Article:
At the risk of repeating myself, Boeing
In a column several months ago, I posited that defense firms should, by and large, sell for a market capitalization equal to or greater than the amount of revenue they bring in in a year. So far, it seems Mr. Market is still disagreeing with me, but more and more, the smartest investors on the market are saying I'm right. Case in point: Lockheed Martin's
On Wednesday, Lockheed announced it's selling its Enterprise Integration (EI) consulting division to private equity shop Veritas Capital. Asking price: $815 million. Annual revenues: $626 million. No need to pick up your calculators; I'll do the math for you. Lockheed is getting 1.3 times annual sales for the unit.
Viewed in isolation, this would prove nothing. But when placed alongside other recent defense deals, and examined closely, I believe it proves conclusively that companies like Lockheed and Boeing are selling for far less than they are really worth. Consider:
- Last year, Northrop Grumman
(NYSE: NOC)sold its TASC government consulting division to General Atlantic and KKR for $1.65 billion, a price equivalent to one times sales, nearly to the decimal.
- In January, Boeing bought Argon ST for $775 million -- 2.5 times sales.
- Two months later, Orbital Sciences anted up 1.1 times sales to take General Dynamics'
(NYSE: GD)satellite manufacturing division off its hands.
- Two months ago, it was FLIR Systems
(Nasdaq: FLIR)stepping up to the cash register, and paying 1.5 times sales to acquire tiny ICx Technologies.
Anybody see a pattern here?
Everywhere you look these days, knowledgeable managements and professional investors are paying at least one times sales, and in some cases much, much more, to purchase profitable, growing defense businesses. What's more, in at least two instances, acquirers paid more than 1 times sales despite the fact that the sellers sitting across the table were extremely motivated to make a deal. (Citing conflicts of interest, Congress has basically ordered Northrop, Lockheed, and anyone else who sells weapons systems to the U.S. to exit any consulting business that advises the U.S. on what weapons systems it should buy.)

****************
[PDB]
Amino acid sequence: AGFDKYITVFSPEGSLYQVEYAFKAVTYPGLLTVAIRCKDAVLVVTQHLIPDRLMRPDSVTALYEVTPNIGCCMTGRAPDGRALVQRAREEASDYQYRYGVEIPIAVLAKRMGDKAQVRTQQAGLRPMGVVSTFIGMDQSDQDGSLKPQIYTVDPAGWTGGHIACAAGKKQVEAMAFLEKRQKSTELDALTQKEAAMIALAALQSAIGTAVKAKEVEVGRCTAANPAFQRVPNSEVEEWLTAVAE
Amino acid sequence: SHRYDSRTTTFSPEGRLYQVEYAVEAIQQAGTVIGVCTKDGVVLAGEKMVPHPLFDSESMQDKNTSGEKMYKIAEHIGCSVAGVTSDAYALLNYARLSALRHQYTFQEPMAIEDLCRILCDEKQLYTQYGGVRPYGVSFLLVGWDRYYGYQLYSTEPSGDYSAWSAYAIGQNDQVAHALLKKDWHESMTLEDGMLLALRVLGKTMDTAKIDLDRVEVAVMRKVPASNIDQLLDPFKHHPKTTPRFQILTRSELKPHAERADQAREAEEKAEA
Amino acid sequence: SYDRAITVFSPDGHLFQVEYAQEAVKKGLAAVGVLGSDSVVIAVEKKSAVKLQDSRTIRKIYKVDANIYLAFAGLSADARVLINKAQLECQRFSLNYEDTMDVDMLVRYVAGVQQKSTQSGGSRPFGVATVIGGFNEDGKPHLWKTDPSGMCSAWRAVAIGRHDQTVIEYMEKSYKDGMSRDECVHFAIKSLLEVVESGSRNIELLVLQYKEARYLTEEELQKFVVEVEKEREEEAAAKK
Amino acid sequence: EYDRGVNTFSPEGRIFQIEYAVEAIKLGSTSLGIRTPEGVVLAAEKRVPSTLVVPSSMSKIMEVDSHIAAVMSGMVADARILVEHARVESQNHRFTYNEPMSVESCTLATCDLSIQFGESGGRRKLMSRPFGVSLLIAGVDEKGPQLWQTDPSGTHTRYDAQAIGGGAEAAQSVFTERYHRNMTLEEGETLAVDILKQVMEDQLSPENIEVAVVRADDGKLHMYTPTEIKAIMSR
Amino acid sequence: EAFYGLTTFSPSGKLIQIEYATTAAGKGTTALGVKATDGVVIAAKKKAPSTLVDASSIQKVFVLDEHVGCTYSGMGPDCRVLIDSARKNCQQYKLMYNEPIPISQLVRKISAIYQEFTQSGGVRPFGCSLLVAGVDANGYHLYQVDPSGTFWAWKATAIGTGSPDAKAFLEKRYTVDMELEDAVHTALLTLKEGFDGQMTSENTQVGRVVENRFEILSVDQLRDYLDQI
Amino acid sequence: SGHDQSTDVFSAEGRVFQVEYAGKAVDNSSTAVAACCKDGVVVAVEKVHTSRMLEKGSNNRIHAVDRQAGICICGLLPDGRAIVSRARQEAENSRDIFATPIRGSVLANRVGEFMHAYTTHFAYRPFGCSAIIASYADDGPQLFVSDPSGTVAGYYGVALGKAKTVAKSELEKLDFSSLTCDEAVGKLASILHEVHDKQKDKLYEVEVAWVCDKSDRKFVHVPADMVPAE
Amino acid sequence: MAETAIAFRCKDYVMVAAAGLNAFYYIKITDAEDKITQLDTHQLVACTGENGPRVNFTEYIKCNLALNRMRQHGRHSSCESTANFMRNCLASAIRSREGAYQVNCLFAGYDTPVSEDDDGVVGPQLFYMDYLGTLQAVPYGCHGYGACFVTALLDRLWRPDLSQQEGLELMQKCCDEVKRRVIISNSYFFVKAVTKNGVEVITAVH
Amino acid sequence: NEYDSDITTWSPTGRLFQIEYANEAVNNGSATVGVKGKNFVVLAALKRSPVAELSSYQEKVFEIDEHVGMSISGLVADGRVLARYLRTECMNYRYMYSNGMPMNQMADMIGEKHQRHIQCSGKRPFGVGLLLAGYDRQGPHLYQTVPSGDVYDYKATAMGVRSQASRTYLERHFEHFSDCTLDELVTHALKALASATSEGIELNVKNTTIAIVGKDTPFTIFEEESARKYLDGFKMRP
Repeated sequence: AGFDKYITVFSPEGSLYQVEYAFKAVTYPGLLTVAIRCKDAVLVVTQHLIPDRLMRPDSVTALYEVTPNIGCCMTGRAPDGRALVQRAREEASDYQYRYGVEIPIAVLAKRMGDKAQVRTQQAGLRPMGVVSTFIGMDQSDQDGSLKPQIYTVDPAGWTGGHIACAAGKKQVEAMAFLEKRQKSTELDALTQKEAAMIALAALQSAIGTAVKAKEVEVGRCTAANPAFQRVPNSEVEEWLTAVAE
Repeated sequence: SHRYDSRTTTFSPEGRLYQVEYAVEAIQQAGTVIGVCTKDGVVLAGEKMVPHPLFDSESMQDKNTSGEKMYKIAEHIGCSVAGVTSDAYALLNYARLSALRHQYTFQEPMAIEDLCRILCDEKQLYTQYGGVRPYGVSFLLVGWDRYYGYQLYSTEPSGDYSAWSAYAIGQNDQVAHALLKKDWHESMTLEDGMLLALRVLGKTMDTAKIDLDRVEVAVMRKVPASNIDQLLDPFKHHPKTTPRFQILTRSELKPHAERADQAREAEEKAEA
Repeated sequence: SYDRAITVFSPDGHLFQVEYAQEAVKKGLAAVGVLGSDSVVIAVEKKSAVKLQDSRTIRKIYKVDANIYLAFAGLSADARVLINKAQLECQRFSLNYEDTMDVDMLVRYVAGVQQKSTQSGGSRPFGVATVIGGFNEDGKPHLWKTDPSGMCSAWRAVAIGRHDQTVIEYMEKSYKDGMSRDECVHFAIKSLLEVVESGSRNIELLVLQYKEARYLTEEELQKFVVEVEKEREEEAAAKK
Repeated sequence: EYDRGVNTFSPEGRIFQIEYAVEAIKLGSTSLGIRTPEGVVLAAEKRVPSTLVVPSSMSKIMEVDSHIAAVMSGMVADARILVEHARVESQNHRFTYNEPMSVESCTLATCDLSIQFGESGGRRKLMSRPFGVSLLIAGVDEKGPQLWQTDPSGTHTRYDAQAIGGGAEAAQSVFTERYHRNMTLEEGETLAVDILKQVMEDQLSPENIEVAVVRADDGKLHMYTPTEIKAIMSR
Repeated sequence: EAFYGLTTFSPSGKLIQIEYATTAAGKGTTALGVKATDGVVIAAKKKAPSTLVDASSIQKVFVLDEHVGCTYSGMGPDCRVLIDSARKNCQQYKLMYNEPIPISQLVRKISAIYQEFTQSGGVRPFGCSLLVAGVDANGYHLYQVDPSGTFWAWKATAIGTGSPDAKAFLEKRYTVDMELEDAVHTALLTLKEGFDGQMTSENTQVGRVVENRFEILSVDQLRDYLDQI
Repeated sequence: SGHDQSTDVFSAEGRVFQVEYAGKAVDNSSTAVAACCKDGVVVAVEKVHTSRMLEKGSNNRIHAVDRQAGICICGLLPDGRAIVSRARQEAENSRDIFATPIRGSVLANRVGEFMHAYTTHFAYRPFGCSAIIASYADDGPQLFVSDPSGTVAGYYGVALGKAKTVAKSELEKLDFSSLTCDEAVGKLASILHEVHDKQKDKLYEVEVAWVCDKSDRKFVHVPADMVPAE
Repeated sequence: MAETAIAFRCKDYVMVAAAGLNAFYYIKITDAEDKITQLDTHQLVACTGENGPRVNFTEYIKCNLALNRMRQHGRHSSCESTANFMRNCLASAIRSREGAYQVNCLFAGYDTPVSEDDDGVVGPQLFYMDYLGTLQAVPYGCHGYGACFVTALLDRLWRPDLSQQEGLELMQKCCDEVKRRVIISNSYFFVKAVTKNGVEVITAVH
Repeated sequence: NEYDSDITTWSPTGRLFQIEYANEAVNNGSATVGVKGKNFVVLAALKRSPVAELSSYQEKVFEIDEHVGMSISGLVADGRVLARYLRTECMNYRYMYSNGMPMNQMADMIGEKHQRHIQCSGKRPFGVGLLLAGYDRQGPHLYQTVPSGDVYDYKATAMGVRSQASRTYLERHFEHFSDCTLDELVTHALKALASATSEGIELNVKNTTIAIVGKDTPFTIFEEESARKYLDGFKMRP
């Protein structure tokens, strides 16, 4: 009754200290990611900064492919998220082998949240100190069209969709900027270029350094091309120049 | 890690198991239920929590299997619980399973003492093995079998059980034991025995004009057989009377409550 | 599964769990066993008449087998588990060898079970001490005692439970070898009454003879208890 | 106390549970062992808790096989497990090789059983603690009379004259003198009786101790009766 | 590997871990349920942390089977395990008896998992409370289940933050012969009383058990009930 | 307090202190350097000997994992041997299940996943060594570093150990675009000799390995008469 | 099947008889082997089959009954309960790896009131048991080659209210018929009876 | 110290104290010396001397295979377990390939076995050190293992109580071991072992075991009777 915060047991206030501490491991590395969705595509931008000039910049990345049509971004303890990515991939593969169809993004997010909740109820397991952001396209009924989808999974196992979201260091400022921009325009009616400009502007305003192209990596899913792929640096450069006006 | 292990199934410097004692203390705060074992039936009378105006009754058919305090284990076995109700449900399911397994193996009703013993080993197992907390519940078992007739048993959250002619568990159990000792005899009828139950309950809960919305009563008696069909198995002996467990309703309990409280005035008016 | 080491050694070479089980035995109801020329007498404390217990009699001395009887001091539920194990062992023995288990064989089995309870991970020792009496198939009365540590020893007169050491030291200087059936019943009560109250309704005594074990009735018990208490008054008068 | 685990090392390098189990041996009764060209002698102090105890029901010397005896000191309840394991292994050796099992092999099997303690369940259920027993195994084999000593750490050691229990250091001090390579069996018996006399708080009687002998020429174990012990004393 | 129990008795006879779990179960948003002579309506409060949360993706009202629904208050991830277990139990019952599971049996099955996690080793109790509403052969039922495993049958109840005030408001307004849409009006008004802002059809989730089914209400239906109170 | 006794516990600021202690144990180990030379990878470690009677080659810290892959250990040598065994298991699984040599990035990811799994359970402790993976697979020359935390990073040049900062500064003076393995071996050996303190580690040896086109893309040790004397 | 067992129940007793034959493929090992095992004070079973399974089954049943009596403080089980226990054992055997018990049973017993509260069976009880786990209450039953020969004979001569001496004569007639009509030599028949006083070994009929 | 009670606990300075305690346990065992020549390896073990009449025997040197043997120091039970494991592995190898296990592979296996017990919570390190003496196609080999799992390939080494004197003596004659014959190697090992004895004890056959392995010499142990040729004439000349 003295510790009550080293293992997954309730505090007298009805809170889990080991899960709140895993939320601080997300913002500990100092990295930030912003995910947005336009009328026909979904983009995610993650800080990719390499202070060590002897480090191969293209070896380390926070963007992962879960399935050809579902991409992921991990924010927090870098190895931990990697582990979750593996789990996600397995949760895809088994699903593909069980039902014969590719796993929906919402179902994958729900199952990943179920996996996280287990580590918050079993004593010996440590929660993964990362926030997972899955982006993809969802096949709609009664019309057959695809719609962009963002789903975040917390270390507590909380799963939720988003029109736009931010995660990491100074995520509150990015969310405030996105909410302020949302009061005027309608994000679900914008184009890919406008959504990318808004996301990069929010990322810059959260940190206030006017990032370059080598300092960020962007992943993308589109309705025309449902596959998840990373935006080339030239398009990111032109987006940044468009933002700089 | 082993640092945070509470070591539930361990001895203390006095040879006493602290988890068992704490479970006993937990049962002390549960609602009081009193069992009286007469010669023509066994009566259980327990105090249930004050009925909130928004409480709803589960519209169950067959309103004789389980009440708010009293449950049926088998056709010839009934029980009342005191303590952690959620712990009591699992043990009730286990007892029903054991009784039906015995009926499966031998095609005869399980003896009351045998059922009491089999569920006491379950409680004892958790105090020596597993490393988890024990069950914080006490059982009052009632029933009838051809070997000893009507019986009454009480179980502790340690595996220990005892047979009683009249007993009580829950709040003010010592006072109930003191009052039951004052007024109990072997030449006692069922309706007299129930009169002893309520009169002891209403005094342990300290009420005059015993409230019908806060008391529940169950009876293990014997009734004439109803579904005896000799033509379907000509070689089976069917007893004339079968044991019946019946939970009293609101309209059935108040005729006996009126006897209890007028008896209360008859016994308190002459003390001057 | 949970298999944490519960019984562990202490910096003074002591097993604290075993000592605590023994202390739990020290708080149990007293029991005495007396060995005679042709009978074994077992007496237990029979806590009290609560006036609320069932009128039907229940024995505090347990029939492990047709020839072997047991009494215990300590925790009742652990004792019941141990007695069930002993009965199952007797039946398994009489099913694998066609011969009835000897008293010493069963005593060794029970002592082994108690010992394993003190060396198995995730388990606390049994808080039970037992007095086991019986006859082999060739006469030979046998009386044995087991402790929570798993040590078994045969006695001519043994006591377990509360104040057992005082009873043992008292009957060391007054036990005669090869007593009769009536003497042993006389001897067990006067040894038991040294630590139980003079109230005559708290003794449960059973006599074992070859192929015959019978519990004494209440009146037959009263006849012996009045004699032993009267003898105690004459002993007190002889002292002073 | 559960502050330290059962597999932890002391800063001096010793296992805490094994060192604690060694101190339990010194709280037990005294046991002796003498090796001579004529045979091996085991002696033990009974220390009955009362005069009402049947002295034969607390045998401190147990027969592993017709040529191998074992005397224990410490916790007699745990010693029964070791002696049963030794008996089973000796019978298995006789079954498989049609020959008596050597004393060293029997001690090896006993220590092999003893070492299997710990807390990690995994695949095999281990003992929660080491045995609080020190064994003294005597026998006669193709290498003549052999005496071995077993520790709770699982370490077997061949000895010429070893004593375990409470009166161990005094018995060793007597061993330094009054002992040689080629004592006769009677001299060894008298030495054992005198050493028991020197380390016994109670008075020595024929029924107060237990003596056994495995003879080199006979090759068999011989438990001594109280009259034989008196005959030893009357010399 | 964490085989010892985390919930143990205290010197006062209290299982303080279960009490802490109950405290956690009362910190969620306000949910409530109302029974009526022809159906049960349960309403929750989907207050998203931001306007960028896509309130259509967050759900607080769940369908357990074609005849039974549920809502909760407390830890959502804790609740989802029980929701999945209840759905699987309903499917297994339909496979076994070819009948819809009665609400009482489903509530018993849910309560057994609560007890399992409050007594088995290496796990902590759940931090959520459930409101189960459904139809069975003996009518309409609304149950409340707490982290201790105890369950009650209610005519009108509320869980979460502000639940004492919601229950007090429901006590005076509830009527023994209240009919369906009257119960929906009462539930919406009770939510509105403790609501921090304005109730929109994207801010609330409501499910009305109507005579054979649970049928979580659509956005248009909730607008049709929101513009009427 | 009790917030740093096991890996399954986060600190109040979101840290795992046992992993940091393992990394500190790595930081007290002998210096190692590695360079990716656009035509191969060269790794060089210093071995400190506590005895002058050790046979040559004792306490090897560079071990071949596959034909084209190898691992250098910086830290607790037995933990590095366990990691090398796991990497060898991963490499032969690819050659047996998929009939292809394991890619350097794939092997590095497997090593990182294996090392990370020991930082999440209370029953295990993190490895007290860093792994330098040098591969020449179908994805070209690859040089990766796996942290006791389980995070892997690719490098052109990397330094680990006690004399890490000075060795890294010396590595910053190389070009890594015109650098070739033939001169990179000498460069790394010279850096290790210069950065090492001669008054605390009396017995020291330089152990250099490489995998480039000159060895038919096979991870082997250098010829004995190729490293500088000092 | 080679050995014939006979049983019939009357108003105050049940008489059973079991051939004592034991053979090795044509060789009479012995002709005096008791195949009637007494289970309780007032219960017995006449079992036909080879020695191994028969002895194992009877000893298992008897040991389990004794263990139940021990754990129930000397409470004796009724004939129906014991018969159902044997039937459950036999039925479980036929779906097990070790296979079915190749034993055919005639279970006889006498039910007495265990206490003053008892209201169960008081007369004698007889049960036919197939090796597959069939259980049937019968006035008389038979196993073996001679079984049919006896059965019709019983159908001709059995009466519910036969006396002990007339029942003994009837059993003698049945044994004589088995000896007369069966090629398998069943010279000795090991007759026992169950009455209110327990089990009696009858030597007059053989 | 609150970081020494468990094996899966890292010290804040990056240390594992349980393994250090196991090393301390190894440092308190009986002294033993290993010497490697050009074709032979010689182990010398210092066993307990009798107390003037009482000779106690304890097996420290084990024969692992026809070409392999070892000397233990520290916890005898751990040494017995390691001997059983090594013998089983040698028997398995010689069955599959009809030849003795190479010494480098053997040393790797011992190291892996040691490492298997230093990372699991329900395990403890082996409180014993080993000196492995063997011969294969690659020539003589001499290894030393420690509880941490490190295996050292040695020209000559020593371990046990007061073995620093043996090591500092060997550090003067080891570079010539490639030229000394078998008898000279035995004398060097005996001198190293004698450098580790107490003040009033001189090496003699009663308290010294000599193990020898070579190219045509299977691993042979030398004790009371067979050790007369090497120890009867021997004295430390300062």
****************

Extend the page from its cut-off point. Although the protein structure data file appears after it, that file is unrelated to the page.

In light of these facts, I'd go so far as to say that not only are private equity firms and defense contractors validating my valuation argument on Boeing and its peers, they in fact seem to be suggesting I'm too conservative.
You see, Lockheed's EI division isn't just one in a long string of examples; it's a striking reminder that even the worst defense company may be worth significantly more than it's selling for today. Because as it turns out, the EI unit in question is part of Lockheed's Information Systems & Global Solutions division, which is both Lockheed's biggest business and the one that carries the worst profit margin.
IS&GS earned an operating profit margin of just 7.4% last year, versus the 9.1% operating margin for Lockheed as a whole. Yet if this single part of Lockheed's least profitable unit is worth 1.3 times sales, how much more should the company as a whole be worth? For that matter, how much more should other companies in the defense industry be selling for?
One word: "lots"
As in, lots more than the stocks cost today. And isn't that exactly what we're all looking for as investors -- the chance to buy low today, so that we may sell high tomorrow? If that's your goal, then I submit the following shopping list for your consideration:
Potential Profit at
|Boeing||$65.4 billion||$52.1 billion||26%|
|General Dynamics||$31.5 billion||$24.1 billion||31%|
||$10.3 billion||$5.9 billion||74%|
|Lockheed Martin||$45.8 billion||$25.5 billion||80%|
||$15.6 billion||$8.1 billion||92%|
Foolish final thought
Fools, I cannot say for certain that all of these stocks are worth precisely 1 times sales, and that they'll ultimately sell for the value of their annual revenue streams. Some may be worth more, like the 2.5 times sales Boeing paid for Argon, and others may be worth less, like Northrop's TASC. Personally, if I were in the market for a defense stock, I'd be much more comfortable owning a low-debt option like Boeing, General Dynamics, or Lockheed, than the heavily indebted Textron or mildly indebted L-3. One thing that is for certain, though, is that all of these stocks are worth more than they're selling for.
One more thing: These discounts won't last forever, and perhaps they won't last for long.
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True to its name, The Motley Fool is made up of a motley assortment of writers and analysts, each with a unique perspective; sometimes we agree, sometimes we disagree, but we all believe in the power of learning from each other through our Foolish community.